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Business & Profession Health Economics and Policy, Cataract, Refractive, Cornea/Ocular Surface, Professional Development

Overcoming the Mountain of Global Blindness

At a Glance

  • The Himalayan Cataract Project (HCP) was co-founded by Geoff Tabin and Sanduk Ruit in 1995
  • Aiming to tackle avoidable blindness, the organization began its work in Nepal and has since expanded throughout South Asia and Sub-Saharan Africa
  • Geoff Tabin tells the story of setting up HCP, and how it all began with a philosophy degree and conquering the world’s highest mountain
  • Tabin also shares his view on how worldwide blindness can be eradicated.

Nepal is the only large, low to moderate income country in the world that has reversed its incidence of blindness, and I’m proud to be part of the reason why. Back in 1995, I co-founded the Himalayan Cataract Project (HCP) with Nepali ophthalmologist Dr. Sanduk Ruit. When we started, there were more than 250,000 people bilaterally blind from cataracts in the Himalayas, with 60,000 more people going blind every year. Nepali surgeons were performing a few thousand cataract surgeries a year, but even fewer were being performed in Tibet, northern India, West Bengal, Sikkim or Bhutan. Today, the number of cataract surgeries performed in Nepal has risen to more than 350,000 a year. Where once, nearly one in 100 people were blind, the figure now stands at less than three per thousand – the same as the West. And all it took was a five-minute procedure.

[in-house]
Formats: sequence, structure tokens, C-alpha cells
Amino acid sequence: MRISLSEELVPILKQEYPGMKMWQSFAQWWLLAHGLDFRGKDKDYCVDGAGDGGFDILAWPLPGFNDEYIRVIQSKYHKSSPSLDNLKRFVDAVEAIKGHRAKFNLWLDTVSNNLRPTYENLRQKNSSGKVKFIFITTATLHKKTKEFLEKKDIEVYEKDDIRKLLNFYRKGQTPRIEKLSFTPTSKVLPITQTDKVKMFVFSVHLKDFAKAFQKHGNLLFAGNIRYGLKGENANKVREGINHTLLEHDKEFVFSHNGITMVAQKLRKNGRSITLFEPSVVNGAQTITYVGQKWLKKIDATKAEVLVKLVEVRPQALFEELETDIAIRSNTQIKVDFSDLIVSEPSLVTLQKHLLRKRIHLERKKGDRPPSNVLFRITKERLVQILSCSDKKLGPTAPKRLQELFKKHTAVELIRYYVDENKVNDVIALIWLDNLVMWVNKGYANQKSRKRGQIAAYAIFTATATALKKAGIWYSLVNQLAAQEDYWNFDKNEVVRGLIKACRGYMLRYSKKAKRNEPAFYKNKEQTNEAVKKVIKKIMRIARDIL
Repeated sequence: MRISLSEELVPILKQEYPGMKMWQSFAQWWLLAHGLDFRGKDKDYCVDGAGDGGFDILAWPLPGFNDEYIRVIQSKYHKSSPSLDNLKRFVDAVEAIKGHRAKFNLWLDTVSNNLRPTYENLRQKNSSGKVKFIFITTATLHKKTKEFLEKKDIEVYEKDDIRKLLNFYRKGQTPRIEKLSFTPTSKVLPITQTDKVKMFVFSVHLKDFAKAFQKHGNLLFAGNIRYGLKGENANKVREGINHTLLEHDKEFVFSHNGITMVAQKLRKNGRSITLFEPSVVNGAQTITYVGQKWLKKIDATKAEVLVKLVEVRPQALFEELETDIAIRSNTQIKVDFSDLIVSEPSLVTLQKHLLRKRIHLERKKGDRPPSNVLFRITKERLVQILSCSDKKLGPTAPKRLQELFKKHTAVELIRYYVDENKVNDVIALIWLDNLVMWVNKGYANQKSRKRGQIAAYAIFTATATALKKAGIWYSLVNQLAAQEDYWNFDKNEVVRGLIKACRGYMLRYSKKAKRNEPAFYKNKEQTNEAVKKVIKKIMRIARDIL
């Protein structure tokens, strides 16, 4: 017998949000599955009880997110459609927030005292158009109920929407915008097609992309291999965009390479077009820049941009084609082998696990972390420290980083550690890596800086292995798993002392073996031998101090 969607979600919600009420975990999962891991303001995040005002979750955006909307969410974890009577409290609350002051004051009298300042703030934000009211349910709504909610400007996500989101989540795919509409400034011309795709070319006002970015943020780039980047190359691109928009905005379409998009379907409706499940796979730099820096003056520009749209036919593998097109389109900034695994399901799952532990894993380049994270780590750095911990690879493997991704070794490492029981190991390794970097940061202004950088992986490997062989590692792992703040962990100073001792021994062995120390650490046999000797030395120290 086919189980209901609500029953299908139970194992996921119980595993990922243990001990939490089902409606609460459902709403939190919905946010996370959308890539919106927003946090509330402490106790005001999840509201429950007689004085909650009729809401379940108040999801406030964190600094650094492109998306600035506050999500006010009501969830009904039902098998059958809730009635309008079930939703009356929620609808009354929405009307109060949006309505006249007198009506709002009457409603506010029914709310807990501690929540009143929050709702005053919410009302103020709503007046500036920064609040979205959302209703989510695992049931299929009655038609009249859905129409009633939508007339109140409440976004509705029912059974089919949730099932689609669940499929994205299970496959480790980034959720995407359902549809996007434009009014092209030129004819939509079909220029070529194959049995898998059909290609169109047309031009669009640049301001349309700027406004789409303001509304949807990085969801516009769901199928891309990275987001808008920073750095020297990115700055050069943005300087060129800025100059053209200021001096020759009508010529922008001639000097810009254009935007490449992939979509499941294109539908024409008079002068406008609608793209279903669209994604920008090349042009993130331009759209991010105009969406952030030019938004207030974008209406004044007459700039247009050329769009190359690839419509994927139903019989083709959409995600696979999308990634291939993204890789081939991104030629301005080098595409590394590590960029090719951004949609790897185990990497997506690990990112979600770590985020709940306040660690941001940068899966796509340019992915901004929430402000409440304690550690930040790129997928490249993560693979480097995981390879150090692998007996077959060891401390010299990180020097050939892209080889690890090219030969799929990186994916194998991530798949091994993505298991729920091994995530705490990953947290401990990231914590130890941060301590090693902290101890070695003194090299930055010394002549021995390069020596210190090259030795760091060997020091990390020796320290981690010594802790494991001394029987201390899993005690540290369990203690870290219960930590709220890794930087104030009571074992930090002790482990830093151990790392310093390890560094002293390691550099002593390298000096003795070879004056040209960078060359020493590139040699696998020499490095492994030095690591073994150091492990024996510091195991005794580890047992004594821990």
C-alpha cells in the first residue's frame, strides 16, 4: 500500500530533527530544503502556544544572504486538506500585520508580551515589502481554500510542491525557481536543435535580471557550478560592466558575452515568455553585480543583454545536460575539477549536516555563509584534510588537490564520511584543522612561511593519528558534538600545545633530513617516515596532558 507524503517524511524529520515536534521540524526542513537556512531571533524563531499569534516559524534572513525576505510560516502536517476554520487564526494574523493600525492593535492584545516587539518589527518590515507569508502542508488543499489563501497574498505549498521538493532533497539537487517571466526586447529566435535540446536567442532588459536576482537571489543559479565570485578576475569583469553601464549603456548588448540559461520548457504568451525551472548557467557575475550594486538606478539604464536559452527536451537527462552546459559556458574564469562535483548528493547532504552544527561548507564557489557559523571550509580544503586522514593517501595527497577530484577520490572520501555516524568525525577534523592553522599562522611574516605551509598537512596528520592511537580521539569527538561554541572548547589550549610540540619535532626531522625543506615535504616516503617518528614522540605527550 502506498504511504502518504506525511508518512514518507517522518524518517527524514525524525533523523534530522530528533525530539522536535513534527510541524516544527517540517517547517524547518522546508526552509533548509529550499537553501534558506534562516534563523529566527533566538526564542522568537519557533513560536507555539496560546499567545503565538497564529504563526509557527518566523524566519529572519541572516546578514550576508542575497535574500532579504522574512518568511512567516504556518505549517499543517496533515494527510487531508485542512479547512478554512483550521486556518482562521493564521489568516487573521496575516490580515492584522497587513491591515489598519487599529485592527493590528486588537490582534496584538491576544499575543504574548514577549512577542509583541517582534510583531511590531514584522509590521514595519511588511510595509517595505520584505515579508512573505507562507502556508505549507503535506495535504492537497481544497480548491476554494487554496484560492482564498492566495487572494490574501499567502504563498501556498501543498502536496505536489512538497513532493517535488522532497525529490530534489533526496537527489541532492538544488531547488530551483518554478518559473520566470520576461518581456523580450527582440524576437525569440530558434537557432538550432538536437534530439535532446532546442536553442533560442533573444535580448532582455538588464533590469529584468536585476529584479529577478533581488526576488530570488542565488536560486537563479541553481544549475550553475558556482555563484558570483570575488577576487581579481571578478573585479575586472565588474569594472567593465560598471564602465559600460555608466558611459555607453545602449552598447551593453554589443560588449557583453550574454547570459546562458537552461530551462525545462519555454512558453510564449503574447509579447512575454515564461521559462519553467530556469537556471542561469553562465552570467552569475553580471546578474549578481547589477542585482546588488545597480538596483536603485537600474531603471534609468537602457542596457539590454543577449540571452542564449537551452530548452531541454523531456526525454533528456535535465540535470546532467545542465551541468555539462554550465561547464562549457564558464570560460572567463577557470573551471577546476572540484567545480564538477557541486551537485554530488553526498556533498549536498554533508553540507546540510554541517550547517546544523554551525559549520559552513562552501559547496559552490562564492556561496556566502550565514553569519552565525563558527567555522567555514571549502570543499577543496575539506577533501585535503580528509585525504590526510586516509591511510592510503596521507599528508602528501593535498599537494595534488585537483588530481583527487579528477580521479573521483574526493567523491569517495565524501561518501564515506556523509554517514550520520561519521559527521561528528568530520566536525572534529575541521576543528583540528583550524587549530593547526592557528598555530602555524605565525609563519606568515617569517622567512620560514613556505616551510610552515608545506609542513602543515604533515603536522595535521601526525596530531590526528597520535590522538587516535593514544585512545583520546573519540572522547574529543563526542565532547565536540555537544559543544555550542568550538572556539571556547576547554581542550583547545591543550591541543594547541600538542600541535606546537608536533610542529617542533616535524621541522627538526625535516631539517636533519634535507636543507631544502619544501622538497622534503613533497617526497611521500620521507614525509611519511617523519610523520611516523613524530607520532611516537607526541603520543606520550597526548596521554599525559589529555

If the poorest country in south Asia can eradicate preventable blindness, others can too. By establishing a top-to-bottom system based on compassionate capitalism – where paying patients subsidize surgery to keep costs low – it is possible to provide a high standard of care in even the poorest places. That’s what HCP is all about. We empower local people to take control of their healthcare. We train doctors, nurses and technicians at every level, from the primary health care workers to a subspecialty trained ophthalmologists. We know surgeons in developing countries are constrained by lack of equipment, so we try to make sure our partners are as well-equipped as possible.

In the beginning…

HCP came about almost by chance. Back in my early 20s, I was lucky enough to receive a Marshall Scholarship to study philosophy at Oxford University in the UK. At that point, I’d already been accepted to medical school in the US. If it weren’t for the scholarship, I would probably be an orthopedic surgeon somewhere doing sports medicine.  My time at Oxford gave me time to think about what I wanted to do, and I became interested in the moral paradigm behind healthcare delivery, and the disparity in access to healthcare between countries around the world.

Oxford had a number of endowed funds, including the A C Irvine Travel Fund that provided resources for students to enjoy a strenuous mountaineering holiday abroad. I had always been sporty. I played university tennis and skied from an early age, but I became fanatical about  climbing. With the help of the fund, I more or less spent half the year on a paid climbing holiday, scaling big walls in Afghanistan, New Guinea and Africa. The opportunity to climb in Asia and Africa allowed me to witness firsthand the consequences of extreme poverty on health, and the disparity in healthcare systems throughout the world.

My focus was already on global health by the time I matriculated at medical school.  As it turned out, I wasn’t done with climbing just yet.  I was asked to join the first American climbing expedition to Tibet. Together, we would attempt the last unclimbed face on Mount Everest. How could I say no?